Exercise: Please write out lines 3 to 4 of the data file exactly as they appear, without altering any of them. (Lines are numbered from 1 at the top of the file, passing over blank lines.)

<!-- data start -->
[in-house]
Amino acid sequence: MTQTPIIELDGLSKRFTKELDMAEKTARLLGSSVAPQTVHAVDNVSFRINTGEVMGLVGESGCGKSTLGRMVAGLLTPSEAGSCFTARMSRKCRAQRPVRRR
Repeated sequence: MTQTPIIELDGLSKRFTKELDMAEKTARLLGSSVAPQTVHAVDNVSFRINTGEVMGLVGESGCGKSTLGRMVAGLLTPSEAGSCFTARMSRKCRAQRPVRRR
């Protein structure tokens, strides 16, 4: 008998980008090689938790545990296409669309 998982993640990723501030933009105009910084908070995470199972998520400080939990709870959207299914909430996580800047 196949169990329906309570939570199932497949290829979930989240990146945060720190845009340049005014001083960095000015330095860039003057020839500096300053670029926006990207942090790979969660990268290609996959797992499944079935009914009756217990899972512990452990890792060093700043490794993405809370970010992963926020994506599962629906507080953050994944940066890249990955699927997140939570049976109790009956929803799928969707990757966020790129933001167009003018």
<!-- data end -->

Repeated sequence: MTQTPIIELDGLSKRFTKELDMAEKTARLLGSSVAPQTVHAVDNVSFRINTGEVMGLVGESGCGKSTLGRMVAGLLTPSEAGSCFTARMSRKCRAQRPVRRR
């Protein structure tokens, strides 16, 4: 008998980008090689938790545990296409669309 998982993640990723501030933009105009910084908070995470199972998520400080939990709870959207299914909430996580800047 196949169990329906309570939570199932497949290829979930989240990146945060720190845009340049005014001083960095000015330095860039003057020839500096300053670029926006990207942090790979969660990268290609996959797992499944079935009914009756217990899972512990452990890792060093700043490794993405809370970010992963926020994506599962629906507080953050994944940066890249990955699927997140939570049976109790009956929803799928969707990757966020790129933001167009003018």